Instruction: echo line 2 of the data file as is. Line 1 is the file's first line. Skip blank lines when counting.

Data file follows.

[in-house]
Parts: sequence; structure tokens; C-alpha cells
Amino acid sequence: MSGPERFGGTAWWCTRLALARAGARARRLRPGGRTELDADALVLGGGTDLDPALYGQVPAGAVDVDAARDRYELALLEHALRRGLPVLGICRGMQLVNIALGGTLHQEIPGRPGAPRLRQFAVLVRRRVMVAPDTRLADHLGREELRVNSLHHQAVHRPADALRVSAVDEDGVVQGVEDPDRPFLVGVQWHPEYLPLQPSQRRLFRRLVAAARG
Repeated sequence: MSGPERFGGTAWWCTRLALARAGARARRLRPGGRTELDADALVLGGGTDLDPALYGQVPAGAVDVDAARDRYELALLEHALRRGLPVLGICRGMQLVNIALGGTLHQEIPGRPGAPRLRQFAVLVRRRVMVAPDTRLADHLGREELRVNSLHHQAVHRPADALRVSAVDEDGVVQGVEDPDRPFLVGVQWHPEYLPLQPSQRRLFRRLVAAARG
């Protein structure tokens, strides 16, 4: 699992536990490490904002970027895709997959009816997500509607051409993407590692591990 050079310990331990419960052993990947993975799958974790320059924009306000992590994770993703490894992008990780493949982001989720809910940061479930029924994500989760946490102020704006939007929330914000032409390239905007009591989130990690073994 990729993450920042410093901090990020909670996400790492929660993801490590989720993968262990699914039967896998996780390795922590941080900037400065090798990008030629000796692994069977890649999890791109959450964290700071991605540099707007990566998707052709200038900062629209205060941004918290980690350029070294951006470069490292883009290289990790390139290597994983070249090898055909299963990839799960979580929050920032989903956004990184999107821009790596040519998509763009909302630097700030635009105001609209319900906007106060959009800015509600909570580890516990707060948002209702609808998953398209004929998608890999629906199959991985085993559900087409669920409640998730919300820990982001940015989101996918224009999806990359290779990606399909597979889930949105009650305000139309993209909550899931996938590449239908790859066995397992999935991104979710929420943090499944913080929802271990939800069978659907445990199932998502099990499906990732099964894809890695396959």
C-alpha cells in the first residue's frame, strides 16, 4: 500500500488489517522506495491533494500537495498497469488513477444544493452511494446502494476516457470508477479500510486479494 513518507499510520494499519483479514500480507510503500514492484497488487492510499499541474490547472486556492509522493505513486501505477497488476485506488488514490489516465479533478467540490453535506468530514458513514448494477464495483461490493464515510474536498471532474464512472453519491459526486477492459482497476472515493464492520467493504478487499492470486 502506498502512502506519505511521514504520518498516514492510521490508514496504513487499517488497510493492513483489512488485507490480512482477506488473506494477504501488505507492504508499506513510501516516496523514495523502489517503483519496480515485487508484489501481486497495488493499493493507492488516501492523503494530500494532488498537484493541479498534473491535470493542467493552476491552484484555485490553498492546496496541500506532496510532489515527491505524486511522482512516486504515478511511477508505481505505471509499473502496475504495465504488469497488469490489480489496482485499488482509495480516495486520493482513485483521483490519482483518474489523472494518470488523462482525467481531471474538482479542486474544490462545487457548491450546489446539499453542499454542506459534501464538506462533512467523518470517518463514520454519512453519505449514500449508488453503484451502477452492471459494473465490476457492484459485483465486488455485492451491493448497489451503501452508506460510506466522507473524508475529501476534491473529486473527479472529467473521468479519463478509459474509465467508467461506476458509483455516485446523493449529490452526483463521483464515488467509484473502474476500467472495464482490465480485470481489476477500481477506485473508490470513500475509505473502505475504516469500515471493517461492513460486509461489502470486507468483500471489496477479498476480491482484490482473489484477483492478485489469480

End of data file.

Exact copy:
Parts: sequence; structure tokens; C-alpha cells